Why is correct revenue estimation so important?


Correct revenue estimation is an important part of your business planning and it will also determine how much you will pay for key business outlays such as tax, workers compensation, liability and business revenue insurance.

What is revenue estimation?

Revenue estimation involves calculating the amount of money your business is likely to earn. You can work this out by forecasting your business growth rate, the number of customers you have (and will have) and the prices of your products and services.

Revenue estimation is usually calculated over a fixed accounting period, such as a quarter or even a financial year.

A new business should prepare revenue projections every three months, but after a couple of years you'll have a better idea of your annual business growth rate and your revenue estimation will be more accurate.

How can revenue estimation help protect my business?

Revenue estimation is particularly important for protecting your earnings through business interruption insurance, which we call "Back in Business". This type of insurance can protect your revenue against an unpredictable event that may stop your revenue completely, such as a fire, storm or cyclone.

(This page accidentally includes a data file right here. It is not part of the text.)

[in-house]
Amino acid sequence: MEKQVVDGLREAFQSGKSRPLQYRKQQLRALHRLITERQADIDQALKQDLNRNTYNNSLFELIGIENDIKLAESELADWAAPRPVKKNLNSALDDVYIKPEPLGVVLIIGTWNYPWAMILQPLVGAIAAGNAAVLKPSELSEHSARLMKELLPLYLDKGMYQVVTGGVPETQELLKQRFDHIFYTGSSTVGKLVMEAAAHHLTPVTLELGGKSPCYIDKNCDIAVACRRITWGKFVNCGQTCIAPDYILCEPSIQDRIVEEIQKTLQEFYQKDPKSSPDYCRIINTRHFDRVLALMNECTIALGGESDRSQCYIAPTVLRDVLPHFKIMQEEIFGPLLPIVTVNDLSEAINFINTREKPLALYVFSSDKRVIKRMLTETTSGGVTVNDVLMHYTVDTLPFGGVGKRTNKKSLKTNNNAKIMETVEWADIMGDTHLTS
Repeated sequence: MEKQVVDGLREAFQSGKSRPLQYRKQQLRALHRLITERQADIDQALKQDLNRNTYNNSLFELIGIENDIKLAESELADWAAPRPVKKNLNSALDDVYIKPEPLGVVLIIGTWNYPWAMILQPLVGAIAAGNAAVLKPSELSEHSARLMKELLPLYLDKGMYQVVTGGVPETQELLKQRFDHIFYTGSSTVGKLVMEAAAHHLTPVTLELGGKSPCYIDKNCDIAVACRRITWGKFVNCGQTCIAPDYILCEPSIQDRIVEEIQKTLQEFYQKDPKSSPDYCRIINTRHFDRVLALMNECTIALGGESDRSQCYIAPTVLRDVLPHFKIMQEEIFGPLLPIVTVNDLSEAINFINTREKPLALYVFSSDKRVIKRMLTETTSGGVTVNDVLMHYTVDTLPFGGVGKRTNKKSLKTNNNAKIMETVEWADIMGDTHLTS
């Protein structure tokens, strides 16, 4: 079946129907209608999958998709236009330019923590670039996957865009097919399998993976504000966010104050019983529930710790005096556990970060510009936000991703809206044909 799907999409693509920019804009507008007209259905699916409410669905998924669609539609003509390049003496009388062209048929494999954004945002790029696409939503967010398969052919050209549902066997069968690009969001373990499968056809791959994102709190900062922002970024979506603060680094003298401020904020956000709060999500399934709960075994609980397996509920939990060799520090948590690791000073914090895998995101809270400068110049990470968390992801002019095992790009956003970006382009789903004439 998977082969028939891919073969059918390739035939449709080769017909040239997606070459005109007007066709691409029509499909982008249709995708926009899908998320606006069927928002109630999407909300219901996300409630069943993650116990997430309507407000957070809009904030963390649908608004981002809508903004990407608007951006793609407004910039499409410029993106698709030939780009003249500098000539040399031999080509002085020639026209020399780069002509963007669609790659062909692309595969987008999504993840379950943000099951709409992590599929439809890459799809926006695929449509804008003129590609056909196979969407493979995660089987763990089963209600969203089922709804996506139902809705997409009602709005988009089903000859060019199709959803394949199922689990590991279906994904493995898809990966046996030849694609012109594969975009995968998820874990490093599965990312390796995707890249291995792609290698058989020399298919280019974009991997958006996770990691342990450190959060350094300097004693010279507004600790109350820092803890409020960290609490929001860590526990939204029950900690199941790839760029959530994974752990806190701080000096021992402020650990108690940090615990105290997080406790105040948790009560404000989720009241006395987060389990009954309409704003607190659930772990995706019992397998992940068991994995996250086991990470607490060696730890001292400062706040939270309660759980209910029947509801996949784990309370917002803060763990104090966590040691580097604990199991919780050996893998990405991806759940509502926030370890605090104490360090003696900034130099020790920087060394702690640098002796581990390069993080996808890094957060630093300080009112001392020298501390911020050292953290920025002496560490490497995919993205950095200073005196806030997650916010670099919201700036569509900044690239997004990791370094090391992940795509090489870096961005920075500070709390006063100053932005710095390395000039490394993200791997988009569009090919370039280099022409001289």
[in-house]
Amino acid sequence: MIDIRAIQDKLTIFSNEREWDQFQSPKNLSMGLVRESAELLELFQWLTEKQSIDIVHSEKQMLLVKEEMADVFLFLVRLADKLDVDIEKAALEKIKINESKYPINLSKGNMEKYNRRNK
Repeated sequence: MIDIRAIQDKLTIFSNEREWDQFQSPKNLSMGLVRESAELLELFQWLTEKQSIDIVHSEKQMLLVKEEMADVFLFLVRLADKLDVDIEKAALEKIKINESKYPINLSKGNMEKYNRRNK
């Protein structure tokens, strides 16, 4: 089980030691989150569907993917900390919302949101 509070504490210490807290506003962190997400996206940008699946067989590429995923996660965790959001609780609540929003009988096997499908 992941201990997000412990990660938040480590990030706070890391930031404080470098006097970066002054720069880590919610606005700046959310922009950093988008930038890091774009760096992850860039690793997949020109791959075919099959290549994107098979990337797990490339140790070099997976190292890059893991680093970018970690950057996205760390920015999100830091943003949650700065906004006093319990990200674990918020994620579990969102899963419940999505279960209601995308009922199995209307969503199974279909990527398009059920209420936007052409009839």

It can also provide financial relief for some events that impact your revenue, such as a nearby shop burning down, which means your customers can’t get to your premises for a few weeks, or where parts of your city are severely damaged by a storm and you can't deliver your services.

When disaster strikes and halts your revenue, business expenses such as wages, rent and loan repayments must still be paid.

Maximising renewal periods

Most business decisions – including the renewal period for insurance – revolve around a fixed financial cycle. But if your revenue estimation uses your end-of-financial-year figures to calculate business revenue insurance for the following year, then you risk underinsurance by using old estimations.

You may only be covered at today's revenue for an event that happens 11 months later when your revenue may have gone up substantially. That means you could be risking the benefits of your business growth.

When you start a business insurance quote on the AAMI website, we have included a tool to help you to tailor your projected revenue – perhaps from your business plan – to the required time period.


Insurance is issued by AAI Limited ABN 48 005 297 807 AFSL 230859 (AAI) trading as AAMI. Read the relevant Product Disclosure Statement before buying this insurance. This advice has been prepared without taking into account your particular objectives, financial situations or needs, so you should consider whether it is appropriate for you before acting on it.